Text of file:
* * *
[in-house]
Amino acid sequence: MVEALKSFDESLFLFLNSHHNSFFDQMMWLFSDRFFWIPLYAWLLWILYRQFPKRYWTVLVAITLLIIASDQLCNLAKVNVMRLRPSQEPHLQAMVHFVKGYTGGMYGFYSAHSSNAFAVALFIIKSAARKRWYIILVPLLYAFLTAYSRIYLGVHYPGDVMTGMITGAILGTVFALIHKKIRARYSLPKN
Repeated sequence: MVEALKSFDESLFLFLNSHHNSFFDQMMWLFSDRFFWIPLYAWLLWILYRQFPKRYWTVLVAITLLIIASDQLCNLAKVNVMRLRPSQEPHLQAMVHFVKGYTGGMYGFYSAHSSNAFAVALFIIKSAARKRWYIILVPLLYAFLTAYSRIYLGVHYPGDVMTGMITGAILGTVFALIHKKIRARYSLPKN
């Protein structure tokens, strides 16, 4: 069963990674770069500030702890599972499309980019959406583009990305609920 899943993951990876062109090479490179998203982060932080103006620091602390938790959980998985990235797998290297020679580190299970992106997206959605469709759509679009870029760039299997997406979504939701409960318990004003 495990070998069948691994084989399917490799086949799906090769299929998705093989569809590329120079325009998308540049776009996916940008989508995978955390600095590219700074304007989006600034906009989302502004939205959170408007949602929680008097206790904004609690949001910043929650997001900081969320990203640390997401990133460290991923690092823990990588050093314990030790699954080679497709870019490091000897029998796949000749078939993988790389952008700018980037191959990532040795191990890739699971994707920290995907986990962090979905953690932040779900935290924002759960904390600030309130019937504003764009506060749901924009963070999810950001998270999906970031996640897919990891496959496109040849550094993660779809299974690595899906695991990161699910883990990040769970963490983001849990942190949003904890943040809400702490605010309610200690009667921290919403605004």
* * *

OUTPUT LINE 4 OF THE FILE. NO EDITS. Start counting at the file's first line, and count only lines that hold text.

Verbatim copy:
């Protein structure tokens, strides 16, 4: 069963990674770069500030702890599972499309980019959406583009990305609920 899943993951990876062109090479490179998203982060932080103006620091602390938790959980998985990235797998290297020679580190299970992106997206959605469709759509679009870029760039299997997406979504939701409960318990004003 495990070998069948691994084989399917490799086949799906090769299929998705093989569809590329120079325009998308540049776009996916940008989508995978955390600095590219700074304007989006600034906009989302502004939205959170408007949602929680008097206790904004609690949001910043929650997001900081969320990203640390997401990133460290991923690092823990990588050093314990030790699954080679497709870019490091000897029998796949000749078939993988790389952008700018980037191959990532040795191990890739699971994707920290995907986990962090979905953690932040779900935290924002759960904390600030309130019937504003764009506060749901924009963070999810950001998270999906970031996640897919990891496959496109040849550094993660779809299974690595899906695991990161699910883990990040769970963490983001849990942190949003904890943040809400702490605010309610200690009667921290919403605004």